“It is not the volume of work, but the correct construction of the training system in the diversity of physical exercises that is especially important.”
— N.P. Laputin and V.G. Oleshko, Soviet weightlifting coaches

My experience in bodybuilding, eduction in exercise science and neuromuscular therapy combined with treating people who have myofascial pain has provided me with a unique view on exercise. My philosophy is simple: to put both myself and my clients in the best possible environment to maximize the results of training while at the same time preventing myofascial pain and dysfunction.

My education in NMT has enabled me to have a specialized understanding of the central nervous system (CNS), which has a major influence on my exercise philosophy. My belief is that neurology rules the body and in order for training to be effective, the construct of an exercise routine needs to maximize the stimulation of the CNS while simultaneously accounting for the law of accommodation.

The CNS transmits an impulse that enables skeletal muscle to contract. The more stimulation the CNS receives the more motor units will fire. Simply put: a greater input will create a greater output. The greater amount of motor units that fire, the stronger one is. With the ability to get stronger comes to ability to increase muscle mass.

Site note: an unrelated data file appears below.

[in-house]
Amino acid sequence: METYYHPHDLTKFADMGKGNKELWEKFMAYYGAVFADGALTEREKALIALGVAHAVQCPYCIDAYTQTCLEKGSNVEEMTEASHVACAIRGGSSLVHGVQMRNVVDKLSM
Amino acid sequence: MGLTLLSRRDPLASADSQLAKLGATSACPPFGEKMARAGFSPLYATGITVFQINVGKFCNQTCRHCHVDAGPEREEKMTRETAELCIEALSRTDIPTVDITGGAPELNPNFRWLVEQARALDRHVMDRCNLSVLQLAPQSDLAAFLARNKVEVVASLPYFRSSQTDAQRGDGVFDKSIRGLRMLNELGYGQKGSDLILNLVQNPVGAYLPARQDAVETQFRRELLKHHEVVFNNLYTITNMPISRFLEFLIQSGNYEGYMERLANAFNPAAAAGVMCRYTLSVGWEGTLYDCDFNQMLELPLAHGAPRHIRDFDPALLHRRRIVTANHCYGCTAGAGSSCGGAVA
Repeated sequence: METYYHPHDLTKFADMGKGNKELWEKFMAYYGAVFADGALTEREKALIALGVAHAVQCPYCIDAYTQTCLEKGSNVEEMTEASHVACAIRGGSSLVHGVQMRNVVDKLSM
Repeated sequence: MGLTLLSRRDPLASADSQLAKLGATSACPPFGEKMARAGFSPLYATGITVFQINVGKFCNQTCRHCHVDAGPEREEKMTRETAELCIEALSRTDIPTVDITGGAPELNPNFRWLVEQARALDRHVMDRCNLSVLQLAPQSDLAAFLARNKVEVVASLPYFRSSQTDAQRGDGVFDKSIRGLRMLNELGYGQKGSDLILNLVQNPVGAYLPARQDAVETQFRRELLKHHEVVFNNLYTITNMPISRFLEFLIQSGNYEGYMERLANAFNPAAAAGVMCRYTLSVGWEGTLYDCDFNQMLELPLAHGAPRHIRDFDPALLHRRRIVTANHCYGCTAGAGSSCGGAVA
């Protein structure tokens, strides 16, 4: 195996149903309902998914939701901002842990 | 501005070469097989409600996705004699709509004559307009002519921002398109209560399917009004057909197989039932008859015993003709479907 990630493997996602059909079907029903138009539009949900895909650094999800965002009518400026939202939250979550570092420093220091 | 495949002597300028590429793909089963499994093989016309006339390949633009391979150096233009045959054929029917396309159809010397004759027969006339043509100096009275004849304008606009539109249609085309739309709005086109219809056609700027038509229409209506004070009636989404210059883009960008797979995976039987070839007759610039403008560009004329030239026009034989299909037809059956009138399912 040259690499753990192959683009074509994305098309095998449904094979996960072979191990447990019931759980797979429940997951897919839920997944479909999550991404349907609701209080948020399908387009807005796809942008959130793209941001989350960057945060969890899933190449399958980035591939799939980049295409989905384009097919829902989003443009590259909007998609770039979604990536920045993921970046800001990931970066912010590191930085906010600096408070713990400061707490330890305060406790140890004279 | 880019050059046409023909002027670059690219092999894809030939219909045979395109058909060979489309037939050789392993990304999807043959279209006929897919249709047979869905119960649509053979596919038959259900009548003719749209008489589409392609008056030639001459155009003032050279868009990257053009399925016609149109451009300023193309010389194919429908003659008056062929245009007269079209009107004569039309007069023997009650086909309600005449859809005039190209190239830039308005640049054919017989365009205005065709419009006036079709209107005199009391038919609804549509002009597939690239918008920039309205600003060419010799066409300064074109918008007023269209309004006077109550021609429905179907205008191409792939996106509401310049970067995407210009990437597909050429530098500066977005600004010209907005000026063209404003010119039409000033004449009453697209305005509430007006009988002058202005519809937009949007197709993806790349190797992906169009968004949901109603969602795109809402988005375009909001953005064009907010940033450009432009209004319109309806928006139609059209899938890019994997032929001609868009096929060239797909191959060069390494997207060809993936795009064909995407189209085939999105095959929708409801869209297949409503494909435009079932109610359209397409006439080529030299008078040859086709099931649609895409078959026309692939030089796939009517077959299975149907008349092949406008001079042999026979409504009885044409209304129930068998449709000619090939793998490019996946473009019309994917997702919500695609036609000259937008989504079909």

“Motor units that are recruited but not fatigued are not trained. Only motor units which are recruited and exhausted are subject to training stimulus of the set.” (Zatsiorky, 1992)

Law of Accommodation

“You won’t become any faster or stronger after three weeks on the same training cycle because of the biological law of accommodation. This is often considered a general law of biology.”
– V.M. Zatsiorsky

Exercise training is a biological adaptive process. The human body is an adaptive organism that will adapt to the stress of exercise with increased fitness, if the exercise stress is great enough to disrupt homeostasis. The stress should be sufficient to stimulate an adaptation, but not so severe that breakdown and injury occur. Therefore, exercise training is beneficial only as long as it forces the body to adapt to the stress of physical effort. If the stress is not sufficient to overload the body and disturb homeostasis, then no adaptation occurs. If a stress cannot be tolerated, then injury or over-training results.

My objective of training is to systematically stress the body so it improves its capacity to exercise. Significant improvements will occur when the appropriate exercise stresses are applied. The stressors will cause our bodies to adapt from the stimulation and evolve into what are training objectives are (hypertrophy, increased strength, etc.).

The construct of a successful training program should be to integrate the law of accommodation and neurology together.

Adaptation requires a systematic application of exercise stress and neurological stimulation. Exercise stressors and neurological simulators include: resistance, repetition ranges, repetition tempo, sets, exercise selection, etc. The stressors and stimulators are only narrowed by ones lack of creativity. The stressors and stimulators have to be manipulated and altered as the body evolves and adapts to these stressors.